X-rays are high frequency light (or radiation) that penetrates different substances with different rates and absorption.
In dentistry, there are typically four types of X-rays:
- Periapical x-rays: used to look at the root tip of the tooth
- Bite-wing x-rays: used to look between the teeth for decay
- Occlusal x-rays: are primarily used for children to show the dentist the development of the child’s permanent teeth. Some children have congenitally missing teeth, which means they were born without a permanent tooth.
Panoramic x-rays: used to see the entire jaw bone, check for tumors and growths, view the position of your wisdom teeth, unerrupted teeth, and even extra teeth.
Are They Safe?
Yes. Dental x-rays produce a low level of radiation that the public and professional communities consider safe. Many precautions are taken to ensure their safety including using lead aprons, shields, and a fast process which limits exposure. In fact, our everyday environment contains natural radiation and dental x-rays have far less radiation than you might think.
You will be happy to know that a single conventional dental x-ray delivers 3,000 times less radiation than an upper GI series, 250 times less than a chest x-ray, and 50 times less radiation than a typical day of background radiation from the sun. Dental x-rays are both safe and effective, and can be used during pregnancy. All Family 1st Dental offices have integrated digital x-rays into their offices, which have a minimal radiation exposure.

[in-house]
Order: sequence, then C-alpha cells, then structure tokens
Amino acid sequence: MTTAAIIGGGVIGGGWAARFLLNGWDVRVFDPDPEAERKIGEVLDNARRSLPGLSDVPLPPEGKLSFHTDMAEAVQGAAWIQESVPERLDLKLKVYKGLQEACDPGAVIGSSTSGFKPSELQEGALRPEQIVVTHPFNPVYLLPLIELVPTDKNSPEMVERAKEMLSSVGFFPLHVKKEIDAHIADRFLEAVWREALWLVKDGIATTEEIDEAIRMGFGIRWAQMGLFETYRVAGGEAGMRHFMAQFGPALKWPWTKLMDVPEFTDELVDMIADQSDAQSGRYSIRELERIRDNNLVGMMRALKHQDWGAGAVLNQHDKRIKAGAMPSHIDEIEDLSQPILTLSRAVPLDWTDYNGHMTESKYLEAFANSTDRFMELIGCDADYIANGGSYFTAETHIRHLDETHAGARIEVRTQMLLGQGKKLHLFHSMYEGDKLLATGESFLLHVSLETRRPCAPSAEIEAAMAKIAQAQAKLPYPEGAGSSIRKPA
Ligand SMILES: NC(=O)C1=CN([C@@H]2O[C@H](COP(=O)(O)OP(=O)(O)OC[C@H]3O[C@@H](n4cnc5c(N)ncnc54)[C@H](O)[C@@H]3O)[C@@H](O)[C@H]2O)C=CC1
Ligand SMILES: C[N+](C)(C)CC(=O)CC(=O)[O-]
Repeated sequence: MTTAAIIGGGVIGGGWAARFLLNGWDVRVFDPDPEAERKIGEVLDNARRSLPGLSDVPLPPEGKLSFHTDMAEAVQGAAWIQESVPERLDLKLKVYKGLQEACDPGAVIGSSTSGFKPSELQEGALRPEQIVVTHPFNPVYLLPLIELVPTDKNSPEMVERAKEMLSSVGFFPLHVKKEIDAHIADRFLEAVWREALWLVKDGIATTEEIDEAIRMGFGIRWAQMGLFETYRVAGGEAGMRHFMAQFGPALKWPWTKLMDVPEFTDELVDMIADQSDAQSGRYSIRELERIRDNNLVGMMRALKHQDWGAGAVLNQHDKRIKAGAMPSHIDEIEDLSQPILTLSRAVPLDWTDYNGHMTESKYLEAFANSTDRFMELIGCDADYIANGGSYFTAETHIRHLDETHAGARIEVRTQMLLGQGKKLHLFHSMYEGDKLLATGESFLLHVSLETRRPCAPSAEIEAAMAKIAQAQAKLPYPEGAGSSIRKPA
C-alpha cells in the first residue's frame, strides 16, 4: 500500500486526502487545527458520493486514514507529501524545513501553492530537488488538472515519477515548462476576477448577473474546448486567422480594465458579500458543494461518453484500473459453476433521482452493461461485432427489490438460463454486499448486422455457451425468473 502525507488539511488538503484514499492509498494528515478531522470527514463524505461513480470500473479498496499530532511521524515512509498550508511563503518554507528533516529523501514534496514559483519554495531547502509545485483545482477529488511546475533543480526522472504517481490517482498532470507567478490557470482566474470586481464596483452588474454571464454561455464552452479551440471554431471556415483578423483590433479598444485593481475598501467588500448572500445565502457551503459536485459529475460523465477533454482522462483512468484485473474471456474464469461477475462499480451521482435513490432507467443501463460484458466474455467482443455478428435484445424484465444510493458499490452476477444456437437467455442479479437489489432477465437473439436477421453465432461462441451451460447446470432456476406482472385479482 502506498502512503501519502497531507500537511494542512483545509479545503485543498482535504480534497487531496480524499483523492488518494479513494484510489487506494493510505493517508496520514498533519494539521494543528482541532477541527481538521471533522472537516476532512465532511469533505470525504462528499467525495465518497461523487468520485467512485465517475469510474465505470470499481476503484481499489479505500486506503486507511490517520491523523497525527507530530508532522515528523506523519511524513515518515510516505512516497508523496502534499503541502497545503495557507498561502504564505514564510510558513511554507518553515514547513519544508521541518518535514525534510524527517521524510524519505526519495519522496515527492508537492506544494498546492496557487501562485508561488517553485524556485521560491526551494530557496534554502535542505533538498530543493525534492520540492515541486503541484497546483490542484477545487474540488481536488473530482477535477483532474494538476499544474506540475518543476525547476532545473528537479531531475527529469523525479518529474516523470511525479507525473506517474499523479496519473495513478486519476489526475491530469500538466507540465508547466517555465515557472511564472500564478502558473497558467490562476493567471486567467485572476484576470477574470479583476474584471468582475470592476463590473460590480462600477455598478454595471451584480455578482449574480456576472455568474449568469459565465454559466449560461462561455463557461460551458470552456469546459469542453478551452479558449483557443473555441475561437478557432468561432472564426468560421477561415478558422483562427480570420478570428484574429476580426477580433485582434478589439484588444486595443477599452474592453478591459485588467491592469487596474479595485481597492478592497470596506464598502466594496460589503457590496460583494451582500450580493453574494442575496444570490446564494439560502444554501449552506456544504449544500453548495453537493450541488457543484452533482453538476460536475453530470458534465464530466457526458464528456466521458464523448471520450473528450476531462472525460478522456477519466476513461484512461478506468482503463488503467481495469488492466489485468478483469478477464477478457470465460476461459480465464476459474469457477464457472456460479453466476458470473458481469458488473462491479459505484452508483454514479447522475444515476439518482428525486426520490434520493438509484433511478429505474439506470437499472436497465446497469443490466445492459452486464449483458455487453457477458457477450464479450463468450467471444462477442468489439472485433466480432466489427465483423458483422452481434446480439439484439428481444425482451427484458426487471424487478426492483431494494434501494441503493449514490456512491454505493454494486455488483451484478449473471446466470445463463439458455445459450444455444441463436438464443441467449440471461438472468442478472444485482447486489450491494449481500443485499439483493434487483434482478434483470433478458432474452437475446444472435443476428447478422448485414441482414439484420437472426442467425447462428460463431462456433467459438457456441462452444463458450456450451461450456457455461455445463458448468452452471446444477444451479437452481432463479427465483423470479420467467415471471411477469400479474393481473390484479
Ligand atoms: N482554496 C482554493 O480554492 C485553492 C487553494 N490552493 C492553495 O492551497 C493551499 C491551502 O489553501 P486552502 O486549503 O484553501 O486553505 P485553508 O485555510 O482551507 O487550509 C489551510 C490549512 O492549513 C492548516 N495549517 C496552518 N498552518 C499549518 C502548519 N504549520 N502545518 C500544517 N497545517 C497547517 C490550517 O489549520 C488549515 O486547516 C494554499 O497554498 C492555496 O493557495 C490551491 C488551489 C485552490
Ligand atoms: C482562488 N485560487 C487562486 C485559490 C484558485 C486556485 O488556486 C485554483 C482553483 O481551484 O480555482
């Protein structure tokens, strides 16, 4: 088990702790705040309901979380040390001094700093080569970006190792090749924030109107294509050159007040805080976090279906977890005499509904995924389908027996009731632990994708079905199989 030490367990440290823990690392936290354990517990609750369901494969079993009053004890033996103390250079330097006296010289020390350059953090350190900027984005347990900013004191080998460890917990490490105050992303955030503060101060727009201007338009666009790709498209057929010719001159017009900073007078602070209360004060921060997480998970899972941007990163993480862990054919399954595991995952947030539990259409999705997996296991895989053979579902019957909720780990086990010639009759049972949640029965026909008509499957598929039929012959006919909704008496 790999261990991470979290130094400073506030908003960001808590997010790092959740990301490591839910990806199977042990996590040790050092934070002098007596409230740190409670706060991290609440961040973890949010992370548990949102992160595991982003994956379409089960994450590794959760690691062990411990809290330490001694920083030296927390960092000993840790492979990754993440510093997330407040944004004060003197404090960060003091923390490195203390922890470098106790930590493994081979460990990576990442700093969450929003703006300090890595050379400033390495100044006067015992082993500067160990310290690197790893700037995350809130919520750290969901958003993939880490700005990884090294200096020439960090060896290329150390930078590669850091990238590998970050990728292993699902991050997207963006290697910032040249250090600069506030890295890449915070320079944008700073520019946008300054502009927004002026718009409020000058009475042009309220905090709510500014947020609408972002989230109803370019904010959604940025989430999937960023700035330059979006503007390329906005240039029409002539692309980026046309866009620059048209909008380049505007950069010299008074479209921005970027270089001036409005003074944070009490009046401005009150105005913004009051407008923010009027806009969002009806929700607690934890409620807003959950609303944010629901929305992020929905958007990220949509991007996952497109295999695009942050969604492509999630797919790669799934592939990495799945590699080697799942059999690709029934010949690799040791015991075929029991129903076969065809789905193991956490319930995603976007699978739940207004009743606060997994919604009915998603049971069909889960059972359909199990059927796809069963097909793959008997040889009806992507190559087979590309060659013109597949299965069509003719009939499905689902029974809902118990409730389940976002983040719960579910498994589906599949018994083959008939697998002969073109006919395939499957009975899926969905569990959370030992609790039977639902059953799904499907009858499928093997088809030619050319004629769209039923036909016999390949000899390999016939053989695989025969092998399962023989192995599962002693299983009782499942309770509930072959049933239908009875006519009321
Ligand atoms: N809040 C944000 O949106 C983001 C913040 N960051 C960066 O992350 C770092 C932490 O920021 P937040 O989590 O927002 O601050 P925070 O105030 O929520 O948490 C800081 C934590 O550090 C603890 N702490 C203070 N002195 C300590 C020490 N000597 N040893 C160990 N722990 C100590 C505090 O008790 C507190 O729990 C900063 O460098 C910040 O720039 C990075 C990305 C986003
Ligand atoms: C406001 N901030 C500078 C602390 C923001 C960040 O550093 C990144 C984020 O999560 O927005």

Digital x-rays offer additional advantages, with an additional 80 percent reduction in the radiation exposure to the conventional dental x-rays stated above. Using digital x-rays there is no need for film, processing chemicals, and the dentist gets the image in about 3 seconds. The exposure to radiation with digital x-ray is very minimal.
How Often Will I Need Dental X-Rays?
Each patient is unique and the number and type of dental x-rays needed is based on their individual dental health needs. If you are concerned with the recommended necessity of x-rays, please discuss your feelings with your doctor and dental hygienist to gain more information and to create a healthy plan for you. The most common type of dental x-ray is the bitewing, it shows in between posterior teeth and is usually taken in pairs or sets of four. The ADA recommendation for a posterior bitewing exam for an adult with decay present or an increased risk for cavities is every six to 12 months, whereas someone with no decay or increased risk may be able to go as long as two to three years between having X-rays taken.
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Lake City, IA 51449
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